Words by Sean Moeller, Illustration by Johnnie Cluney, Recording engineered by Mike Gentry
The holes are worn into the knees of the pants that the trudging and shuffling characters that flow in and out of Black Swans songs. They have dirty and holey shoes as well. They've been walking in them for years and years and they've barely got a pot to piss in. They've got "a long line of reasons for drinking this glass of wine." They're up and they're down and they're up. They're down and up and they're down. They're upside, upside down. They are the kinds of people who can't keep their eyes open at night. They get into the house, with their limbs tingling with mental and physical exhaustion, and they just collapse wherever they collapse, after a little bit of a dinner and a meager round of conversation with the wife or the girlfriend. It's just one more day of the same old, hollowing grind coming in a few short hours.
Jerry DeCicca, the lead singer of the Ohio band gives it to us straight. He sounds like a Midwesterner. He sounds like a pragmatic gentleman, or a grizzled farming community type, someone who finds that griping about the weather - how much or how little rain is falling on the crops - to be one of the foremost important topics every not just every day, but every passing hour. Things change, the clouds develop, move in and move out with little-to-no strength or packing extra punch. One never knows what's going to fall or not fall out of the sky, so it keeps us guessing, keeps us talking.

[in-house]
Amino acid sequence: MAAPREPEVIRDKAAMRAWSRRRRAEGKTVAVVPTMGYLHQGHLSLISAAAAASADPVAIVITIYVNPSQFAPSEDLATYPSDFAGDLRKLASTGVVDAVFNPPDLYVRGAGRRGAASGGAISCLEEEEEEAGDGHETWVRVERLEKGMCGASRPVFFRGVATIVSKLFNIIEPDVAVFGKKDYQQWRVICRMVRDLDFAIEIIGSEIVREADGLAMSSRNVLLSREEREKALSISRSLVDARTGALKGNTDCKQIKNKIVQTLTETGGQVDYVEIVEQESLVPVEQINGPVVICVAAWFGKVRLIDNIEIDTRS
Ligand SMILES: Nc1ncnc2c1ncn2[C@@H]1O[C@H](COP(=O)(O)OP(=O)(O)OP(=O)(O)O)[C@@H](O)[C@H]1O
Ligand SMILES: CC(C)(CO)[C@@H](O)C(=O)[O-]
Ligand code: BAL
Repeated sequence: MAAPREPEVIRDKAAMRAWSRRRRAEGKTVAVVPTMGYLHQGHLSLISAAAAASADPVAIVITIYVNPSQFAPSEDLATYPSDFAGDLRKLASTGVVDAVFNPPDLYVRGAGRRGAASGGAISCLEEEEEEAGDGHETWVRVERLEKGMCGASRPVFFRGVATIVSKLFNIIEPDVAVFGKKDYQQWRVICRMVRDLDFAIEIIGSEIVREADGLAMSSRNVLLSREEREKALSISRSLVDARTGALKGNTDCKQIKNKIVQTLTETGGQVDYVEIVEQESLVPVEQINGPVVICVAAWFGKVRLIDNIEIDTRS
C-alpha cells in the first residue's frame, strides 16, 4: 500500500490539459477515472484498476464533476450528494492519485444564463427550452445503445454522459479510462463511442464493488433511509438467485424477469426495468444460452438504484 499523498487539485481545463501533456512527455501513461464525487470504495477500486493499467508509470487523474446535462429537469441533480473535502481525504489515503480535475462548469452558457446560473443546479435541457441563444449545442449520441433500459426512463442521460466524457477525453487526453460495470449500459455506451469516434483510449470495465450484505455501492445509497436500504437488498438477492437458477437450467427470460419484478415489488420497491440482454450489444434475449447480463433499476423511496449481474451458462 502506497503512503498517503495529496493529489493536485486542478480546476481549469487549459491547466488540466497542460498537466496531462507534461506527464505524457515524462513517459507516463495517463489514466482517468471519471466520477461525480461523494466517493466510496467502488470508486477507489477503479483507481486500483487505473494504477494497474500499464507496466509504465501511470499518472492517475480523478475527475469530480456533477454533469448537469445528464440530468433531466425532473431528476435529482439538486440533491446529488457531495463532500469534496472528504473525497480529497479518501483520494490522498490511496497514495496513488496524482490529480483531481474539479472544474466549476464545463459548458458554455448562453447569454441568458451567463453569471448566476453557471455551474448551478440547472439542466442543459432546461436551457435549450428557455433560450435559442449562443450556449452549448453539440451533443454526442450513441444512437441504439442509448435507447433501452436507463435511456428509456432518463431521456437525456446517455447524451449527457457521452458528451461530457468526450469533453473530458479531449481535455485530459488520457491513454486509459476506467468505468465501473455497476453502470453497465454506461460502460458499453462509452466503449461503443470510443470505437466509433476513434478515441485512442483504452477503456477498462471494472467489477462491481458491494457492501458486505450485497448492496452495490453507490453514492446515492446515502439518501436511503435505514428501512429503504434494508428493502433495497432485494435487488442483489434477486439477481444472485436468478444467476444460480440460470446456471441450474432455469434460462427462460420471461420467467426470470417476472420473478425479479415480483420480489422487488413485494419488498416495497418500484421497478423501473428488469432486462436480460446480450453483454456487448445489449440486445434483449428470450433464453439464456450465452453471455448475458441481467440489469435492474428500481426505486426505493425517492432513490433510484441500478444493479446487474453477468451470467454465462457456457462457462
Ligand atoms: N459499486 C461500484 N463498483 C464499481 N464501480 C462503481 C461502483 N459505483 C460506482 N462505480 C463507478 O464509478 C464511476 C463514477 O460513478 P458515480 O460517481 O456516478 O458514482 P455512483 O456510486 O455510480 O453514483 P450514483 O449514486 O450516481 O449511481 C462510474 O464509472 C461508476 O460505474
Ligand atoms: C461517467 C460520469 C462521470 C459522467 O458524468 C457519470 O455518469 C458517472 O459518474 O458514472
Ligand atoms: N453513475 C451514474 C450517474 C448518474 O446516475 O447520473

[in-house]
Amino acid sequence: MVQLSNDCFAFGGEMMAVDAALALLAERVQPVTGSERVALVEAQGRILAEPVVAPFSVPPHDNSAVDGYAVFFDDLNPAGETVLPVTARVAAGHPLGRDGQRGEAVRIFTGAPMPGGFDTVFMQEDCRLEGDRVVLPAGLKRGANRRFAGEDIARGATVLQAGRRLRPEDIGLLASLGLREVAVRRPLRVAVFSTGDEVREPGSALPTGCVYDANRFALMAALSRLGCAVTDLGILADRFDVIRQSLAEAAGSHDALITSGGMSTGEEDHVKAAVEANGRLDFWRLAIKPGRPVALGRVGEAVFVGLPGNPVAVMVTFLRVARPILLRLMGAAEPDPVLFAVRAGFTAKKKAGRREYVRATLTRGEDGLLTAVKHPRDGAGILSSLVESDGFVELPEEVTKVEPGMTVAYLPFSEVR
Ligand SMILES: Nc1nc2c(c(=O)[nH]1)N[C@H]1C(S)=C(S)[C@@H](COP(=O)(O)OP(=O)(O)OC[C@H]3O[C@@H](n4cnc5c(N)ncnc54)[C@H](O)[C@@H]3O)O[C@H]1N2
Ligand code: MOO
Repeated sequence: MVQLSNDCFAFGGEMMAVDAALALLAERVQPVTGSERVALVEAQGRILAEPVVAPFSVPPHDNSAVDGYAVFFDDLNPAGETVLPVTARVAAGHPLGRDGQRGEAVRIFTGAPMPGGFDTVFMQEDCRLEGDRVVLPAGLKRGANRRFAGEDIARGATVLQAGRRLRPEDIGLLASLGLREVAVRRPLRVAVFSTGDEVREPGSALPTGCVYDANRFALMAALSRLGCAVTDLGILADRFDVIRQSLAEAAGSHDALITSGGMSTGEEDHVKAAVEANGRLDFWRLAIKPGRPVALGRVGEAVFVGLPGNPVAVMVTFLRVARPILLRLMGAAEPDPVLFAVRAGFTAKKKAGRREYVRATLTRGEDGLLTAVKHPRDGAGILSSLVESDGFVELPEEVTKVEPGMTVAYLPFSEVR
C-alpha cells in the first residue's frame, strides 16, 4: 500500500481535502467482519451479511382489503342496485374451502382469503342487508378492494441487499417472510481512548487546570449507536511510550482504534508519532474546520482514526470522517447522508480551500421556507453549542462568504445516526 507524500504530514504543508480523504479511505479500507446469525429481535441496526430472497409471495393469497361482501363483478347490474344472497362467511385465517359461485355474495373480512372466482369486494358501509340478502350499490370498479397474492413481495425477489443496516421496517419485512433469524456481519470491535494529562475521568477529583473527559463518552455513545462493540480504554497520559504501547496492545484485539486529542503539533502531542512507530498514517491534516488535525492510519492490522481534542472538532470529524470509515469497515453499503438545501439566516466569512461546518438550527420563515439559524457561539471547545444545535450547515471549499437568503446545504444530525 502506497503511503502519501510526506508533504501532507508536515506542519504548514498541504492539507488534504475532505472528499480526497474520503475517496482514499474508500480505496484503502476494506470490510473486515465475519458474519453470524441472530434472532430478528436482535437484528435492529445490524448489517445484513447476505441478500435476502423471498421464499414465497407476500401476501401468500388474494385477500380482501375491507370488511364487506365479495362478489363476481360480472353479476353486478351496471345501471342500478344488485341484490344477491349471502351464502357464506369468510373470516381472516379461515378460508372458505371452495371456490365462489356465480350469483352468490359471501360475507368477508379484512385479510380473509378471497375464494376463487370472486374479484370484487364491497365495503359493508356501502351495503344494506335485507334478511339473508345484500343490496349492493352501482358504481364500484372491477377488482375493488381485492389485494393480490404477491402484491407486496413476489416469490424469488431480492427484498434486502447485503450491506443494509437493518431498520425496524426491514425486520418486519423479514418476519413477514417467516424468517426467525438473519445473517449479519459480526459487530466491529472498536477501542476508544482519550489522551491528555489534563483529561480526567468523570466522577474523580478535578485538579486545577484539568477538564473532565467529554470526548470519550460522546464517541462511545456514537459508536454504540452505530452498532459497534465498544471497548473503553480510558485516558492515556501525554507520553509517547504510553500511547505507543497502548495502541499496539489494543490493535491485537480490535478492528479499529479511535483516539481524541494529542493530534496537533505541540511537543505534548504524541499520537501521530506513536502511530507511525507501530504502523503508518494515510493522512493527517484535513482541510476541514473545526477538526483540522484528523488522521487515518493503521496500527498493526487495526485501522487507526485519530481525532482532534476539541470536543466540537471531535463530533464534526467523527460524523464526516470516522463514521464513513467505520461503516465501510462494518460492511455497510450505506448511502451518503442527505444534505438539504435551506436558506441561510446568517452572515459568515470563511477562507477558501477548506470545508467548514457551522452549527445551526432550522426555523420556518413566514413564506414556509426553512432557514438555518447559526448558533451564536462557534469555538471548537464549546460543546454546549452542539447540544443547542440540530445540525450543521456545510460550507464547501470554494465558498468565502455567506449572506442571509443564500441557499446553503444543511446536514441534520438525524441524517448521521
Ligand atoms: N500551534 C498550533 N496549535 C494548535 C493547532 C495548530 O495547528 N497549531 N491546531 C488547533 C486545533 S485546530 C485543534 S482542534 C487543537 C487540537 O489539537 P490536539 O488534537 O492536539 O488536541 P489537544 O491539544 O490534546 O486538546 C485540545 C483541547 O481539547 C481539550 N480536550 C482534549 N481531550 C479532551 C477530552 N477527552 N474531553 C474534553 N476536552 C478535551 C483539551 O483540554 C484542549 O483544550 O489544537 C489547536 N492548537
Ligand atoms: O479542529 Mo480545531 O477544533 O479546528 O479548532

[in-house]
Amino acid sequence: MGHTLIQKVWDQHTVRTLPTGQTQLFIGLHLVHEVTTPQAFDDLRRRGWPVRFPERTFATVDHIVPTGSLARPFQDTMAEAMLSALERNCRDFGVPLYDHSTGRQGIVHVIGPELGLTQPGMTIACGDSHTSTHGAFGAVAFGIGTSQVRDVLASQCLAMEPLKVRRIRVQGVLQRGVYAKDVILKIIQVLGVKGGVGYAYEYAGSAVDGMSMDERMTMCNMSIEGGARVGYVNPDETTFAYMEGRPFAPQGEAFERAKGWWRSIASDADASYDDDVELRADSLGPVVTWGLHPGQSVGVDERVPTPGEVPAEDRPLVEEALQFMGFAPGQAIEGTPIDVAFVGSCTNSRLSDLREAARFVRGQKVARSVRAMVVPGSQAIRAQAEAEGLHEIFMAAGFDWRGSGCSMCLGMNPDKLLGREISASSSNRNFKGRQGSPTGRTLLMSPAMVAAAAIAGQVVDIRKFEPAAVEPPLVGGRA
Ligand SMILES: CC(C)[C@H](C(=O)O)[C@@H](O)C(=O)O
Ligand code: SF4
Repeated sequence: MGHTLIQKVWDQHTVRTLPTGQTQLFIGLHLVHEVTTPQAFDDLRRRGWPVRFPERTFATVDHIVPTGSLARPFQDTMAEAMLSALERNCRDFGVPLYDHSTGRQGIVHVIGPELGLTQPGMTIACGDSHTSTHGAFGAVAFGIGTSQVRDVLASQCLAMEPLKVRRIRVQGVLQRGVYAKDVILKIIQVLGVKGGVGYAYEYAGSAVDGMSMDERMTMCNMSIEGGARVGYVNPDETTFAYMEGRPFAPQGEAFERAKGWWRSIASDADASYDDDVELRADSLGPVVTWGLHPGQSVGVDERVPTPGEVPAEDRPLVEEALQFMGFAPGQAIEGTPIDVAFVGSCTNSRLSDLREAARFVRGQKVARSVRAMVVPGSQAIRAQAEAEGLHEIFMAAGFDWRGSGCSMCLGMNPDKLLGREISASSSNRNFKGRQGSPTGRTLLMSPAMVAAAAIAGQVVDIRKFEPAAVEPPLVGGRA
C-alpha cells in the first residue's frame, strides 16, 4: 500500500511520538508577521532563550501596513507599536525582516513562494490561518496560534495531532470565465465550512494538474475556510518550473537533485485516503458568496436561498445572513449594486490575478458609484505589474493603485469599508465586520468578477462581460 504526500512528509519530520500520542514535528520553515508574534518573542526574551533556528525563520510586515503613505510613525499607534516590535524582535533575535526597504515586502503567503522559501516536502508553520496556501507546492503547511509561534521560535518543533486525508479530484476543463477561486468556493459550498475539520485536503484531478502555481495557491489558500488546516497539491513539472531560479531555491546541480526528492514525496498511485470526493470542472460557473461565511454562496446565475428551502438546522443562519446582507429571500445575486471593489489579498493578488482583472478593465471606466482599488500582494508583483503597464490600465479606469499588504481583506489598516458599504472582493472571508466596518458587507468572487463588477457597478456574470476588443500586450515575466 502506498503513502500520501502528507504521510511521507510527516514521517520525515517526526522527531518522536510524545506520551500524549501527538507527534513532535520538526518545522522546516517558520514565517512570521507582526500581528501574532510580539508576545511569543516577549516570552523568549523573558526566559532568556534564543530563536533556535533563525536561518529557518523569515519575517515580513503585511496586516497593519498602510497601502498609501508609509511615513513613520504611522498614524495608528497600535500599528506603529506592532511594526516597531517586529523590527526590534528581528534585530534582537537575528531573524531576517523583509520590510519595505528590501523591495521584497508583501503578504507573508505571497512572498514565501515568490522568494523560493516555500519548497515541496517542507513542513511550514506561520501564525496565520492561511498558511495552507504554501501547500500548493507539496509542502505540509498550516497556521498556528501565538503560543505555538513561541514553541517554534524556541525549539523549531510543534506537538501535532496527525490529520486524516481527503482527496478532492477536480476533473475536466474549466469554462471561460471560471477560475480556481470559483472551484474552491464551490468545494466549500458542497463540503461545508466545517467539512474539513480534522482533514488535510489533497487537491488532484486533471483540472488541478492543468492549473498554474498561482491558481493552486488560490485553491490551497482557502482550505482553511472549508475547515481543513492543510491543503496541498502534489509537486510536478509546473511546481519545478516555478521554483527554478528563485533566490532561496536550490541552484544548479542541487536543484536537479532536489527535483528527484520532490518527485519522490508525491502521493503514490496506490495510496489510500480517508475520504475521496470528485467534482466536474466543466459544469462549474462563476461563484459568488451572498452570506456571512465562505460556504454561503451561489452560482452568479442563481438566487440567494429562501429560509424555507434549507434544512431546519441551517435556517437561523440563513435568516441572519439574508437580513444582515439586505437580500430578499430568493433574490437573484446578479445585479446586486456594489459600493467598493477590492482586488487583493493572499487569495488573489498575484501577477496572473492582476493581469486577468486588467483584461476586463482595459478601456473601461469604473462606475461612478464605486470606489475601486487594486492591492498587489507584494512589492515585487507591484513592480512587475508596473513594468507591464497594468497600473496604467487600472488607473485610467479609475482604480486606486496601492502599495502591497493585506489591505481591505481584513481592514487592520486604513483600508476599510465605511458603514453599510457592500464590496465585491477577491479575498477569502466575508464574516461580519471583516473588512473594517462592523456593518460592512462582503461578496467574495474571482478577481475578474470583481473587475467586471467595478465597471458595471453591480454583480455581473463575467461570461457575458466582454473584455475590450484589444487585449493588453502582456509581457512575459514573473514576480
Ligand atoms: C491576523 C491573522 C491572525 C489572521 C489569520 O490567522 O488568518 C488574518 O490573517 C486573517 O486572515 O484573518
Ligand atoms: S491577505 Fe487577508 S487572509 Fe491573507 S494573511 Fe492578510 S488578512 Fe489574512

The folks that occupy Black Swans songs don't seem to necessarily lean toward the gloomy side of life, but they're not exactly tilting their views to the sunnier side either. This is the way things are. It's beautifully practical and it's wonderfully downtrodden with those wonderful hints of things that make everything livable - like honey in tea. In fact, the song, "Little Things," is a measure of these thoughts, with DeCicca offering, "I believe in little things/I believe in seeds/Make a wish on a dandelion/Is it a flower or is it a weed?" It shows the dual nature of those thoughts that seem to stack up for these characters. We're experiencing their floods, where there's a foot of water in their basements, where the mold is growing on the walls and they've had to throw out whole stacks of their photo albums. Then we see what comes next - maybe the greenest and cleanest lawn they've ever had and while there's still a residual sadness involved, there's something of a silver lining. It's a shitty silver lining sometimes, but you take what you can get.